across departments will increase in both the short and
the long term.
● Supportive and consistent federal policies will further
accelerate production and hiring.
The complete executive summary is available at http://
Finally: ePa on RFs volumes
for 2014, 2015, 2016
In April 2015, the US Environmental Protection Agency (EPA)
announced a proposed consent decree in litigation brought
against EPA by the American Petroleum Institute and the Ameri-can Fuel and Petrochemical Manufacturers that would establish
the following schedule for issuing Renewable Fuel Standards for
2014 and 2015:
● By June 1, the agency will propose volume require-
ments for 2015;
● By November 30, EPA will issue final volume require-
ments for 2014 and 2015 and resolve a pending waiver
petition for 2014.
Outside the scope of the consent decree, EPA also commits
● Propose the RFS volume requirements for 2016 by
June 1, and make them final by November 30;
● Propose and make the RFS biomass-based diesel
volume requirement for 2017 final on the same sched-
● Re-propose volume requirements for 2014, by June 1,
2015, that reflect the volumes of renewable fuel that
were actually used in 2014.
The agency also said it intends to issue a Federal Register
notice allowing the public to comment on the proposed consent
decree. That notice had not been published by the time Inform
went to press. For more information, see http://tinyurl.com/
EPA ALSO WITHDRAWS FINAL RULE ON
6 BIOBASED CHEMICALS
In other agency action, the EPA withdrew a Direct Final Rule
for Partial Exemption of Certain Chemical Substances from
Reporting Additional Chemical Data on March 30, 2015. The
direct final rule, issued in January 2015, would have exempted
manufacturers of six biobased diesel chemicals from reporting
processing and use information for the compounds under the
Chemical Data Reporting (CDR) rule. The EPA decision to
withdraw the rule was in response to a single comment posted
during the short comment period, according to BRAG (Bio-based and Renewable Advocacy Group; Washington, DC,
Kathleen Roberts, BRAG’s executive director, stated,
Viridis moves ahead
“Albeit disappointing, the response is not unexpected given
the strict procedures associated with direct final rules. EPA has
stated it plans to proceed with a proposed rulemaking to list
the chemicals soon and we will urge them to move as quickly as
possible. Our hope is EPA can complete the rulemaking process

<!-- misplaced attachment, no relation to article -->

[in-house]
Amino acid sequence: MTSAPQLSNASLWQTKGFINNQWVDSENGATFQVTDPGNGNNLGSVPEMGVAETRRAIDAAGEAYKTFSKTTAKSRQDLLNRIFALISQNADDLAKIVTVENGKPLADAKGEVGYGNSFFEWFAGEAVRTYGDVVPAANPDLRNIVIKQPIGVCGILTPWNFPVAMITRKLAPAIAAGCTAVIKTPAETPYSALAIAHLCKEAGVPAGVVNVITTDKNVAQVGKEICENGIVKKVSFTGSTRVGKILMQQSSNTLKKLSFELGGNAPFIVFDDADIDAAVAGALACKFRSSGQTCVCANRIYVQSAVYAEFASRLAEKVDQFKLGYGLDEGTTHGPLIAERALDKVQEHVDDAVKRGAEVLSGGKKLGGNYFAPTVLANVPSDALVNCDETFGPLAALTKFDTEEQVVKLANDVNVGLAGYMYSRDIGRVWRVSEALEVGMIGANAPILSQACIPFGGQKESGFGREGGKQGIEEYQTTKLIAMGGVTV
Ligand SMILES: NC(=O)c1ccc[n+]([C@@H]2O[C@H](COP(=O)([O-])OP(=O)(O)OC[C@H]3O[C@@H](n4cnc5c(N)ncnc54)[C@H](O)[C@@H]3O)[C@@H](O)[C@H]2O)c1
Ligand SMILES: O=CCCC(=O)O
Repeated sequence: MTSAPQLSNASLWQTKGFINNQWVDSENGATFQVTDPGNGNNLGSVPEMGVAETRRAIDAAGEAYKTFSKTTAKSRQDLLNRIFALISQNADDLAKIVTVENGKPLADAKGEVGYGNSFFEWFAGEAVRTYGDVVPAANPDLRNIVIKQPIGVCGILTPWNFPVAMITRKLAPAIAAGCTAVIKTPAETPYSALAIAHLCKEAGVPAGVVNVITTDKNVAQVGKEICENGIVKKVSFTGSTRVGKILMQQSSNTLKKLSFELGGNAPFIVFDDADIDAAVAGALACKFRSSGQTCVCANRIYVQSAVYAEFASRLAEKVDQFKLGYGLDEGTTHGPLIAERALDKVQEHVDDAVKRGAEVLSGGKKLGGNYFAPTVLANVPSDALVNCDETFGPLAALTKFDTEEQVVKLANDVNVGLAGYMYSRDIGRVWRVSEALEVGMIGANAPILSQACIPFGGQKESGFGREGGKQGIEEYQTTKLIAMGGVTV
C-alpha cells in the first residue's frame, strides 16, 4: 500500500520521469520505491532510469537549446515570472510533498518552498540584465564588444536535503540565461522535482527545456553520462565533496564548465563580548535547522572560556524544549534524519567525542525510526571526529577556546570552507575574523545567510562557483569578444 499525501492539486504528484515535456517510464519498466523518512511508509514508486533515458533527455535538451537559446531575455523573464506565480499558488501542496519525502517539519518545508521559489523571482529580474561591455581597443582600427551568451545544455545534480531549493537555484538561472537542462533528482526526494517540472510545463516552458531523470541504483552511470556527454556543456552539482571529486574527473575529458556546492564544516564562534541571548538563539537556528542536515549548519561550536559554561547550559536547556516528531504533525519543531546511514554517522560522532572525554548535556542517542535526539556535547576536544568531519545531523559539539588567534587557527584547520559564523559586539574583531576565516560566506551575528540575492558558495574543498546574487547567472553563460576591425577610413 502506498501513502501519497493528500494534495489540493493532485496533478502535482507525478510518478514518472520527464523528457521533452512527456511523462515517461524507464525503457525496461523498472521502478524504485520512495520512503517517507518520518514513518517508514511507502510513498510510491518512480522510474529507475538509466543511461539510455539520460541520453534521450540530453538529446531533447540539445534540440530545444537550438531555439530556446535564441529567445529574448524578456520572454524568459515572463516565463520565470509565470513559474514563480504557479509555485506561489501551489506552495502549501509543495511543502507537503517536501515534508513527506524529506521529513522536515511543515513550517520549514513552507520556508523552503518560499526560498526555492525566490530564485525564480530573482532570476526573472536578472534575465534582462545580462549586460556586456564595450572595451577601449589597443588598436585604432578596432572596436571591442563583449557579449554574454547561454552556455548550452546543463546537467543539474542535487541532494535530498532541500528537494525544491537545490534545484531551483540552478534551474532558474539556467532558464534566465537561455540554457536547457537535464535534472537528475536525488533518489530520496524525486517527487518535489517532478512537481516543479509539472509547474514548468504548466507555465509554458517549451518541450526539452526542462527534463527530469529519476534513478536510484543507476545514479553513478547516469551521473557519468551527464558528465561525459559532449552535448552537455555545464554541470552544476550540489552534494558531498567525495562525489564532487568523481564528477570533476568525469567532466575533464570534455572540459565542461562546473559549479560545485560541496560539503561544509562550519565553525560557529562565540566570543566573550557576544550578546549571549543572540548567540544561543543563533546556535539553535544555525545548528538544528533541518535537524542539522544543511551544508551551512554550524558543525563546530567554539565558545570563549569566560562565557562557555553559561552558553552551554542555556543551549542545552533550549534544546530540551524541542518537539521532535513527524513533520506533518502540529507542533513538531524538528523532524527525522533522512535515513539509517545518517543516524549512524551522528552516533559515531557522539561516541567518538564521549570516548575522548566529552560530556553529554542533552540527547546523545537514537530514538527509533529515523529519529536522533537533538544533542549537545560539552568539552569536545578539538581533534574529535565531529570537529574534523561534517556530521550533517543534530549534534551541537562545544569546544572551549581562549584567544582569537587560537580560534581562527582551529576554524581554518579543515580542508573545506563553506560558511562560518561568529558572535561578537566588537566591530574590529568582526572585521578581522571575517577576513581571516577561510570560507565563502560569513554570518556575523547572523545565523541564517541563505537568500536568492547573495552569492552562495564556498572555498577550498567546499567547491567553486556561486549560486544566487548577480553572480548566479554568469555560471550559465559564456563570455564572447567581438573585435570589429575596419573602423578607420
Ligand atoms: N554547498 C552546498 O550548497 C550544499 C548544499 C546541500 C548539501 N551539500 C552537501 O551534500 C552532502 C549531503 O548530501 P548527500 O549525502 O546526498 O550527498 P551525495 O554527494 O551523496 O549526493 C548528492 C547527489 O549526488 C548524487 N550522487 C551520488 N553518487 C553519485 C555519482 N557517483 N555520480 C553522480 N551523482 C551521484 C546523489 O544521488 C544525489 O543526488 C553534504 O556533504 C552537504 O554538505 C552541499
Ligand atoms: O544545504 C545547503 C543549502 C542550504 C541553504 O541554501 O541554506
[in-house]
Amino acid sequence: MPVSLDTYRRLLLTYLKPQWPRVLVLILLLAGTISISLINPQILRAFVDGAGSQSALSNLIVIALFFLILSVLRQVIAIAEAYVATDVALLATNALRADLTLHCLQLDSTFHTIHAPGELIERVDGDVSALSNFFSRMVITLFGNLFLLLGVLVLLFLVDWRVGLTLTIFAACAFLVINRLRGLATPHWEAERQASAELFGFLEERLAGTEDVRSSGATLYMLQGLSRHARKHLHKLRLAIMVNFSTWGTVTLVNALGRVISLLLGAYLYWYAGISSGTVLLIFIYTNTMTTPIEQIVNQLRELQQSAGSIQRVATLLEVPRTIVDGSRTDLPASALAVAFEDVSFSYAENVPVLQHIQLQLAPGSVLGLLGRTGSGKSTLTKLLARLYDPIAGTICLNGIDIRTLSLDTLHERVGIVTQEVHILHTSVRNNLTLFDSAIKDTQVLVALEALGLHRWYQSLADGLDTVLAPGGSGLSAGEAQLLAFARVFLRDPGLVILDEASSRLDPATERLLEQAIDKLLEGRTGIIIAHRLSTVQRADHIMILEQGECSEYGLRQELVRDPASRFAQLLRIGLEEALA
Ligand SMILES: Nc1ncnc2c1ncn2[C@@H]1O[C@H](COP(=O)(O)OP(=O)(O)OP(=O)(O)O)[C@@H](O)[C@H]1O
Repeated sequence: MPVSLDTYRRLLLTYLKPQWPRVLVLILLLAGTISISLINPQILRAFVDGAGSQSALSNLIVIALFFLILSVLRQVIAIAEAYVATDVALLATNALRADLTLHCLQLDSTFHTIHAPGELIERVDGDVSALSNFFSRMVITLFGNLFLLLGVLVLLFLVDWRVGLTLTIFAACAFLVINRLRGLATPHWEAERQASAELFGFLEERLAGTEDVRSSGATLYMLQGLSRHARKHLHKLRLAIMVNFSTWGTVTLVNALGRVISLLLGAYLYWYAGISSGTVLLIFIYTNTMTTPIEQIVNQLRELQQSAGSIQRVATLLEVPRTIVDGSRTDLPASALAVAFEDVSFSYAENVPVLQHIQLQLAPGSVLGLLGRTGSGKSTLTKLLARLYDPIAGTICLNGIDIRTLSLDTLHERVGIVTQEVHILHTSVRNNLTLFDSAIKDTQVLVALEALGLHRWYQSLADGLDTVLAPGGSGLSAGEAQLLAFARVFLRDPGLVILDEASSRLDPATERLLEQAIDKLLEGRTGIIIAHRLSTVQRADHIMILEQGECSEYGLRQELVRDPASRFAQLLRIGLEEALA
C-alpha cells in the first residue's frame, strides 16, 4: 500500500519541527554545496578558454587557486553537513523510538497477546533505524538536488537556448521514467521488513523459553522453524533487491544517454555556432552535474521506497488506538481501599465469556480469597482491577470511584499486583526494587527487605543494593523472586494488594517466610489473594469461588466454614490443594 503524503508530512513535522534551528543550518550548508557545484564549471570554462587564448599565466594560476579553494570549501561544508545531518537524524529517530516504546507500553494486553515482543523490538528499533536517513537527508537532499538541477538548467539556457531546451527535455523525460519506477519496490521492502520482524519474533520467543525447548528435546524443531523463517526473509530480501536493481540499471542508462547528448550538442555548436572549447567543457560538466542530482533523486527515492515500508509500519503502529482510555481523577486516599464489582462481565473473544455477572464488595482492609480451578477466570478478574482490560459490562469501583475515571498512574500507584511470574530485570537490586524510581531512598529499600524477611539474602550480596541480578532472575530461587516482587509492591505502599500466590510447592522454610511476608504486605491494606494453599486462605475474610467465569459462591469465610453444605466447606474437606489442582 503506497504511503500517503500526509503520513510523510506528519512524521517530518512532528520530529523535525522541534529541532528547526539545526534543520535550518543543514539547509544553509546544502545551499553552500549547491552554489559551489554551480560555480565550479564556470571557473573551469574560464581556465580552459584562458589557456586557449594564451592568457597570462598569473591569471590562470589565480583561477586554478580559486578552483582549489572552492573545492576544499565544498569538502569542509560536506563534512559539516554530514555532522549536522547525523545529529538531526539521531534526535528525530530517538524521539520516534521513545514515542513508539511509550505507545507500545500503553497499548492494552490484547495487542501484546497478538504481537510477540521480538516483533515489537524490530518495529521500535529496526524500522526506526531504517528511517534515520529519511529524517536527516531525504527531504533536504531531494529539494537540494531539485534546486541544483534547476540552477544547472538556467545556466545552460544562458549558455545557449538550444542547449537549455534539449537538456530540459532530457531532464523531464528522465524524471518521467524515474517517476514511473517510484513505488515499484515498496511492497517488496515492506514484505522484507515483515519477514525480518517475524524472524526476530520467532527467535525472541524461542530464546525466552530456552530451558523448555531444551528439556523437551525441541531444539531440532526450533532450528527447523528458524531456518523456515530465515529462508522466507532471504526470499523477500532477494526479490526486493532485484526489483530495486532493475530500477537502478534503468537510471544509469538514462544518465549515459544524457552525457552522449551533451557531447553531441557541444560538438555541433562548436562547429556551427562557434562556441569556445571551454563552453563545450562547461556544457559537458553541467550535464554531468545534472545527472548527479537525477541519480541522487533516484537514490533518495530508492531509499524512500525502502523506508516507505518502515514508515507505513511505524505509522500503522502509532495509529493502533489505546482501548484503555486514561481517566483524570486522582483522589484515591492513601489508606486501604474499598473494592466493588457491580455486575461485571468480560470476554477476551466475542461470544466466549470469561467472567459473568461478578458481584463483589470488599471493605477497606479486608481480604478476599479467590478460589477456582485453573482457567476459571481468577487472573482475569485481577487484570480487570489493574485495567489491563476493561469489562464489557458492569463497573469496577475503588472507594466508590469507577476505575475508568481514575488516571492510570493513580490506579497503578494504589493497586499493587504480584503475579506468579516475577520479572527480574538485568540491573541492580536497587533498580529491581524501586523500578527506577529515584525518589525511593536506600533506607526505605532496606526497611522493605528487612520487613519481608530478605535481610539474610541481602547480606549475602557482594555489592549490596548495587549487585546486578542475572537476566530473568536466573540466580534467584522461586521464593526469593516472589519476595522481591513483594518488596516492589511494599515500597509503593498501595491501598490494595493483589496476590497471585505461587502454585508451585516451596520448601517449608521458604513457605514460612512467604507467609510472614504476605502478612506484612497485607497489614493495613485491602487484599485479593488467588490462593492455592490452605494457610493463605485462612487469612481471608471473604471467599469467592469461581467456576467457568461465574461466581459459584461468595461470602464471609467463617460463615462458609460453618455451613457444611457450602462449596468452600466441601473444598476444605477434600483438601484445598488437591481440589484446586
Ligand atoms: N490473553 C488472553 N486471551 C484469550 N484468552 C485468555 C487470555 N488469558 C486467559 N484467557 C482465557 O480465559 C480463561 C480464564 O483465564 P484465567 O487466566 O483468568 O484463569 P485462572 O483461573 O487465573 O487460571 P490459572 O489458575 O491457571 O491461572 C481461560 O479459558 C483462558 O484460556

in time for the next reporting CDR cycle, which starts in June
Until the new rule is completed, manufacturers of the six
affected biobased diesel chemicals should be prepared to submit
processing and use information under the CDR in 2016. The
CAS registry descriptions of the six chemicals are: fatty acids,
tallow, Me esters; fatty acids, C14–18 and C16–18-unsaturated,
Me esters; fatty acids, C16-18 and C-18-unsaturated, Me esters;
soybean oil, Me esters; fatty acids, canola oil, Me esters; fatty
acids, corn oil, Me esters.
Viridis Fuels, a biodiesel firm in Oakland, California, USA, has
received a $3.4 million grant from the state of California. Four
Crimson Renewable Energy LP, Commu-nity Fuels, AltAir Fuels LLC, and UrbanX Renewables Group
Inc.—were also included in the award.
Viridis Fuels plans to build what it calls “America’s most
visible biodiesel plant,” as its project site is situated in the Port of
Oakland—the fifth busiest shipping container port in the United
States—at the foot of the San Francisco-Oakland Bay Bridge five
minutes from San Francisco where more than 225,000 drivers
cross on most days, Viridis Fuels President Mario Juarez told
The company envisions a unique biodiesel plant design,
aesthetically speaking, with a sleek wall of LED lighting obscur-ing the tankage and process equipment. Viridis intends to gain
project partnerships with diesel auto manufacturers, displaying
their vehicles on the LED wall and illuminating the benefits of
both biodiesel fuel and clean diesel technology.
“You need to be creative in today’s market,” Juarez said.
Viridis Fuels has chosen SRS Engineering to provide a
turnkey operation that will utilize low-quality, low-cost feed-
stock for manufacturing up to 20 million gallons/year (MMgy)
of biodiesel and 4 MMgy of technical-grade glycerin. The SRS
Engineering biodiesel process at Viridis Fuels will include
degumming, bleaching, cold soak filtration, transesterification
and esterification, patented resin purification, and removal of
sulfur and heavy metals.
Viridis Fuels has a long-term land lease agreement for its
project site in the port, one that has already been approved by
the California Natural Resources Agency under the California
Environmental Quality Act (CEQA).
“Gaining CEQA approval was our biggest environmental
hurdle,” Juarez said.
He added that the city of Oakland has provided only one
franchisee—Oakland Maritime Support Services—approval for
the next 35 years to sell fuel to the 10,000 diesel trucks entering
the port daily. Juarez said Viridis has signed an agreement to sell
up to 5 MMgy of its biodiesel for distribution in the port as B20
(20% biodiesel, 80% petroleum diesel).
With such high truck traffic in and out of the port, it is
hoped that biodiesel blends from Viridis Fuels can help clean
the air for local residents who, according to Juarez, suffer inor-dinately high rates of asthma. n